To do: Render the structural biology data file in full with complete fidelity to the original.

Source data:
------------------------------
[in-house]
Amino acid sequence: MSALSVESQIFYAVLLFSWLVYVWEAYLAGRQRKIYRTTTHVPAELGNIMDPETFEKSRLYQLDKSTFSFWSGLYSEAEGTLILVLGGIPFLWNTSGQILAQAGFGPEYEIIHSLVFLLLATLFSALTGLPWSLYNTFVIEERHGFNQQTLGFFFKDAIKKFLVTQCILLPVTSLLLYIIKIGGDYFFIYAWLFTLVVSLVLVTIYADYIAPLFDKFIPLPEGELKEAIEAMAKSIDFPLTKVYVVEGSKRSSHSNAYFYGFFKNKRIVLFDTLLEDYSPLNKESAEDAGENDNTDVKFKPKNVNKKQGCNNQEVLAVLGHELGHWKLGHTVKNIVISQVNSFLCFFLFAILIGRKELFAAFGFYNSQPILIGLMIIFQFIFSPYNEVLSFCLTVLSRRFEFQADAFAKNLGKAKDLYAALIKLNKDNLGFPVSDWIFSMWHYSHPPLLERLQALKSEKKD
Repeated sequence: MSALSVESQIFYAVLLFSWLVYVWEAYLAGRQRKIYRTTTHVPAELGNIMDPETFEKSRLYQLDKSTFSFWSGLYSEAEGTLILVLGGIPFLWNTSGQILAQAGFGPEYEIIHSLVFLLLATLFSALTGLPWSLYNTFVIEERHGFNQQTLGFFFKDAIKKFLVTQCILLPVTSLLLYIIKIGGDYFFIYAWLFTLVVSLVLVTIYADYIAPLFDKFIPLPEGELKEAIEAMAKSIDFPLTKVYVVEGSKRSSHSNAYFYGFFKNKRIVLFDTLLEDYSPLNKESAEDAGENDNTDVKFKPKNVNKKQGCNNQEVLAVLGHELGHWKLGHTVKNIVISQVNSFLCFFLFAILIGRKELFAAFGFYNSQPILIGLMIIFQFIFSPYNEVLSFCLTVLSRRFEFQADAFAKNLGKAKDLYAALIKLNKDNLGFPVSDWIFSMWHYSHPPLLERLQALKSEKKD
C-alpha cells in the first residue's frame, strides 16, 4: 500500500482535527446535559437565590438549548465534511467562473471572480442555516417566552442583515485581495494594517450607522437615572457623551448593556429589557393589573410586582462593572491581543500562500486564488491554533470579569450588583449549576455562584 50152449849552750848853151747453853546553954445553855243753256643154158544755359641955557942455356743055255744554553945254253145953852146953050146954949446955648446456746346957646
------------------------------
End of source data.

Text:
[in-house]
Amino acid sequence: MSALSVESQIFYAVLLFSWLVYVWEAYLAGRQRKIYRTTTHVPAELGNIMDPETFEKSRLYQLDKSTFSFWSGLYSEAEGTLILVLGGIPFLWNTSGQILAQAGFGPEYEIIHSLVFLLLATLFSALTGLPWSLYNTFVIEERHGFNQQTLGFFFKDAIKKFLVTQCILLPVTSLLLYIIKIGGDYFFIYAWLFTLVVSLVLVTIYADYIAPLFDKFIPLPEGELKEAIEAMAKSIDFPLTKVYVVEGSKRSSHSNAYFYGFFKNKRIVLFDTLLEDYSPLNKESAEDAGENDNTDVKFKPKNVNKKQGCNNQEVLAVLGHELGHWKLGHTVKNIVISQVNSFLCFFLFAILIGRKELFAAFGFYNSQPILIGLMIIFQFIFSPYNEVLSFCLTVLSRRFEFQADAFAKNLGKAKDLYAALIKLNKDNLGFPVSDWIFSMWHYSHPPLLERLQALKSEKKD
Repeated sequence: MSALSVESQIFYAVLLFSWLVYVWEAYLAGRQRKIYRTTTHVPAELGNIMDPETFEKSRLYQLDKSTFSFWSGLYSEAEGTLILVLGGIPFLWNTSGQILAQAGFGPEYEIIHSLVFLLLATLFSALTGLPWSLYNTFVIEERHGFNQQTLGFFFKDAIKKFLVTQCILLPVTSLLLYIIKIGGDYFFIYAWLFTLVVSLVLVTIYADYIAPLFDKFIPLPEGELKEAIEAMAKSIDFPLTKVYVVEGSKRSSHSNAYFYGFFKNKRIVLFDTLLEDYSPLNKESAEDAGENDNTDVKFKPKNVNKKQGCNNQEVLAVLGHELGHWKLGHTVKNIVISQVNSFLCFFLFAILIGRKELFAAFGFYNSQPILIGLMIIFQFIFSPYNEVLSFCLTVLSRRFEFQADAFAKNLGKAKDLYAALIKLNKDNLGFPVSDWIFSMWHYSHPPLLERLQALKSEKKD
C-alpha cells in the first residue's frame, strides 16, 4: 500500500482535527446535559437565590438549548465534511467562473471572480442555516417566552442583515485581495494594517450607522437615572457623551448593556429589557393589573410586582462593572491581543500562500486564488491554533470579569450588583449549576455562584 50152449849552750848853151747453853546553954445553855243753256643154158544755359641955557942455356743055255744554553945254253145953852146953050146954949446955648446456746346957646